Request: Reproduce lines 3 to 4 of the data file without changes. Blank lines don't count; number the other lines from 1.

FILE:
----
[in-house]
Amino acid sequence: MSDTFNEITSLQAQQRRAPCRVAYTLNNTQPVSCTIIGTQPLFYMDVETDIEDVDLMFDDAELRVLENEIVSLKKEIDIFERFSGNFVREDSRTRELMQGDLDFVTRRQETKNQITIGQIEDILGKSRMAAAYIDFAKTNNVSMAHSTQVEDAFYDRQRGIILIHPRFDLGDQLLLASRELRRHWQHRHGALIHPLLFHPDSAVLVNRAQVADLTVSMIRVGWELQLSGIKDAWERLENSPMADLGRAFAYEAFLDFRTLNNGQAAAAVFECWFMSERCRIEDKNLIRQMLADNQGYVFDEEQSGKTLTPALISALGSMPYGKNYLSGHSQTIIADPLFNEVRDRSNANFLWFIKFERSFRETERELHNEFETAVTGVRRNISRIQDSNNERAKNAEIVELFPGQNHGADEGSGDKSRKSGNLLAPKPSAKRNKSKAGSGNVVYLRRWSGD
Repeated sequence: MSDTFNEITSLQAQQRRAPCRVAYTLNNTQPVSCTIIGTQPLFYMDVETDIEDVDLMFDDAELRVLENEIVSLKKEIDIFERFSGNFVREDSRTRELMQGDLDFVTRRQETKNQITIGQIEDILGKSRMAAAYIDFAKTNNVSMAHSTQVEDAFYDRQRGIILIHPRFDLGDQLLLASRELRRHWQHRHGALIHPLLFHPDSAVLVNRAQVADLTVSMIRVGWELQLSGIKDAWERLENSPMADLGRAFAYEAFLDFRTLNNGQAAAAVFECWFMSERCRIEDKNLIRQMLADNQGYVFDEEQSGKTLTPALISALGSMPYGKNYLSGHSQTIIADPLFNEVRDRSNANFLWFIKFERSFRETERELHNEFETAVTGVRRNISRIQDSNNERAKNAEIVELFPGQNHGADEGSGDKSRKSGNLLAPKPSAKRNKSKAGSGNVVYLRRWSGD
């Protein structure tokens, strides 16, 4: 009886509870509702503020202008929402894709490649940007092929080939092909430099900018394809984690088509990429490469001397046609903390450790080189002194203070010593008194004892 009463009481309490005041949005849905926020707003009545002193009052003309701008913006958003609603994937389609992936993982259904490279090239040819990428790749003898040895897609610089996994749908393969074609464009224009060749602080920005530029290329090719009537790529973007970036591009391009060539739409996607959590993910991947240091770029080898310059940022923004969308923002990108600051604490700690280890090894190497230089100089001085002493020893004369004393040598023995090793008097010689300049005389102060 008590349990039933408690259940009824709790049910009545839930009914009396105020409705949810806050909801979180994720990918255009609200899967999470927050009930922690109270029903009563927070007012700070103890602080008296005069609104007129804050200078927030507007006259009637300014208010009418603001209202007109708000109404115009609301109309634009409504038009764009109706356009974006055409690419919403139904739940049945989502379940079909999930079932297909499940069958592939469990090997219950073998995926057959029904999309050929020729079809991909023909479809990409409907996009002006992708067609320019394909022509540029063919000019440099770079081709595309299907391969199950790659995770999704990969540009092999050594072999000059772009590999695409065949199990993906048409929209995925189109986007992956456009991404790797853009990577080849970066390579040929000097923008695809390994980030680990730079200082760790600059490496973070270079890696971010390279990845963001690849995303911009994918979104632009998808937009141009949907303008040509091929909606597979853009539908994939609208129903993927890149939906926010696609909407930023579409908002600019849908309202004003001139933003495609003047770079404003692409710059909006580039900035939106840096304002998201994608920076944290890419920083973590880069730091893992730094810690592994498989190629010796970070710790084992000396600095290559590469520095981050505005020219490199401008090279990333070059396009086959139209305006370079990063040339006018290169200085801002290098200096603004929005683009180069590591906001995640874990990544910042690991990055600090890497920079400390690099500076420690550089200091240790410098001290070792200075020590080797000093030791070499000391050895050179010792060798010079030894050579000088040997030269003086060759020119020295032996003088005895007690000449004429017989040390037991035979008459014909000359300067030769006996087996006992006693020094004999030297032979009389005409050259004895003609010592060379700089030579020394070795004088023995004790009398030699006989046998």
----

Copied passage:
Repeated sequence: MSDTFNEITSLQAQQRRAPCRVAYTLNNTQPVSCTIIGTQPLFYMDVETDIEDVDLMFDDAELRVLENEIVSLKKEIDIFERFSGNFVREDSRTRELMQGDLDFVTRRQETKNQITIGQIEDILGKSRMAAAYIDFAKTNNVSMAHSTQVEDAFYDRQRGIILIHPRFDLGDQLLLASRELRRHWQHRHGALIHPLLFHPDSAVLVNRAQVADLTVSMIRVGWELQLSGIKDAWERLENSPMADLGRAFAYEAFLDFRTLNNGQAAAAVFECWFMSERCRIEDKNLIRQMLADNQGYVFDEEQSGKTLTPALISALGSMPYGKNYLSGHSQTIIADPLFNEVRDRSNANFLWFIKFERSFRETERELHNEFETAVTGVRRNISRIQDSNNERAKNAEIVELFPGQNHGADEGSGDKSRKSGNLLAPKPSAKRNKSKAGSGNVVYLRRWSGD
């Protein structure tokens, strides 16, 4: 009886509870509702503020202008929402894709490649940007092929080939092909430099900018394809984690088509990429490469001397046609903390450790080189002194203070010593008194004892 009463009481309490005041949005849905926020707003009545002193009052003309701008913006958003609603994937389609992936993982259904490279090239040819990428790749003898040895897609610089996994749908393969074609464009224009060749602080920005530029290329090719009537790529973007970036591009391009060539739409996607959590993910991947240091770029080898310059940022923004969308923002990108600051604490700690280890090894190497230089100089001085002493020893004369004393040598023995090793008097010689300049005389102060 008590349990039933408690259940009824709790049910009545839930009914009396105020409705949810806050909801979180994720990918255009609200899967999470927050009930922690109270029903009563927070007012700070103890602080008296005069609104007129804050200078927030507007006259009637300014208010009418603001209202007109708000109404115009609301109309634009409504038009764009109706356009974006055409690419919403139904739940049945989502379940079909999930079932297909499940069958592939469990090997219950073998995926057959029904999309050929020729079809991909023909479809990409409907996009002006992708067609320019394909022509540029063919000019440099770079081709595309299907391969199950790659995770999704990969540009092999050594072999000059772009590999695409065949199990993906048409929209995925189109986007992956456009991404790797853009990577080849970066390579040929000097923008695809390994980030680990730079200082760790600059490496973070270079890696971010390279990845963001690849995303911009994918979104632009998808937009141009949907303008040509091929909606597979853009539908994939609208129903993927890149939906926010696609909407930023579409908002600019849908309202004003001139933003495609003047770079404003692409710059909006580039900035939106840096304002998201994608920076944290890419920083973590880069730091893992730094810690592994498989190629010796970070710790084992000396600095290559590469520095981050505005020219490199401008090279990333070059396009086959139209305006370079990063040339006018290169200085801002290098200096603004929005683009180069590591906001995640874990990544910042690991990055600090890497920079400390690099500076420690550089200091240790410098001290070792200075020590080797000093030791070499000391050895050179010792060798010079030894050579000088040997030269003086060759020119020295032996003088005895007690000449004429017989040390037991035979008459014909000359300067030769006996087996006992006693020094004999030297032979009389005409050259004895003609010592060379700089030579020394070795004088023995004790009398030699006989046998």